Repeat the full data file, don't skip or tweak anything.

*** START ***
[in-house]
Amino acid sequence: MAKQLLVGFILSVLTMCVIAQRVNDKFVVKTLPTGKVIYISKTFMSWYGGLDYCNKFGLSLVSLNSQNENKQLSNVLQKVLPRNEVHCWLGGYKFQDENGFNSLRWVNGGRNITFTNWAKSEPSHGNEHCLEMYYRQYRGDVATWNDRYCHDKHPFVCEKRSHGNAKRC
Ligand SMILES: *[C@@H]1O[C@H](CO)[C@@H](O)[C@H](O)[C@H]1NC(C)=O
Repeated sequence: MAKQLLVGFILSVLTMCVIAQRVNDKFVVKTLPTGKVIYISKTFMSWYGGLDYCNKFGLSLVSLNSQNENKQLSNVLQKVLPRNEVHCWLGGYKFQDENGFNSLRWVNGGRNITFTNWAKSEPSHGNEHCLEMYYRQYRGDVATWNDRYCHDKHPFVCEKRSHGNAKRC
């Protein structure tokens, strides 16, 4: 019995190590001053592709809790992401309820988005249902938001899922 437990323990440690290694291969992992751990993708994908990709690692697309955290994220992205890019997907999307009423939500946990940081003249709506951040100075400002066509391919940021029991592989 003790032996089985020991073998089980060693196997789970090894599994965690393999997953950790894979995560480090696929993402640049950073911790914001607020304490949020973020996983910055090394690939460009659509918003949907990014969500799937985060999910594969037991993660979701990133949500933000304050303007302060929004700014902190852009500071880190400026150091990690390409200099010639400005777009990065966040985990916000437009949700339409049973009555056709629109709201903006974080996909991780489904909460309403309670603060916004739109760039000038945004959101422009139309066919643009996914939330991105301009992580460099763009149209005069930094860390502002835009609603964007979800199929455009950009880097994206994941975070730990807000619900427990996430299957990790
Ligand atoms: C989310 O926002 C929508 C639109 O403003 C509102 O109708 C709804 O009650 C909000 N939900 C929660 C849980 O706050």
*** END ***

[in-house]
Amino acid sequence: MAKQLLVGFILSVLTMCVIAQRVNDKFVVKTLPTGKVIYISKTFMSWYGGLDYCNKFGLSLVSLNSQNENKQLSNVLQKVLPRNEVHCWLGGYKFQDENGFNSLRWVNGGRNITFTNWAKSEPSHGNEHCLEMYYRQYRGDVATWNDRYCHDKHPFVCEKRSHGNAKRC
Ligand SMILES: *[C@@H]1O[C@H](CO)[C@@H](O)[C@H](O)[C@H]1NC(C)=O
Repeated sequence: MAKQLLVGFILSVLTMCVIAQRVNDKFVVKTLPTGKVIYISKTFMSWYGGLDYCNKFGLSLVSLNSQNENKQLSNVLQKVLPRNEVHCWLGGYKFQDENGFNSLRWVNGGRNITFTNWAKSEPSHGNEHCLEMYYRQYRGDVATWNDRYCHDKHPFVCEKRSHGNAKRC
């Protein structure tokens, strides 16, 4: 019995190590001053592709809790992401309820988005249902938001899922 437990323990440690290694291969992992751990993708994908990709690692697309955290994220992205890019997907999307009423939500946990940081003249709506951040100075400002066509391919940021029991592989 003790032996089985020991073998089980060693196997789970090894599994965690393999997953950790894979995560480090696929993402640049950073911790914001607020304490949020973020996983910055090394690939460009659509918003949907990014969500799937985060999910594969037991993660979701990133949500933000304050303007302060929004700014902190852009500071880190400026150091990690390409200099010639400005777009990065966040985990916000437009949700339409049973009555056709629109709201903006974080996909991780489904909460309403309670603060916004739109760039000038945004959101422009139309066919643009996914939330991105301009992580460099763009149209005069930094860390502002835009609603964007979800199929455009950009880097994206994941975070730990807000619900427990996430299957990790
Ligand atoms: C989310 O926002 C929508 C639109 O403003 C509102 O109708 C709804 O009650 C909000 N939900 C929660 C849980 O706050």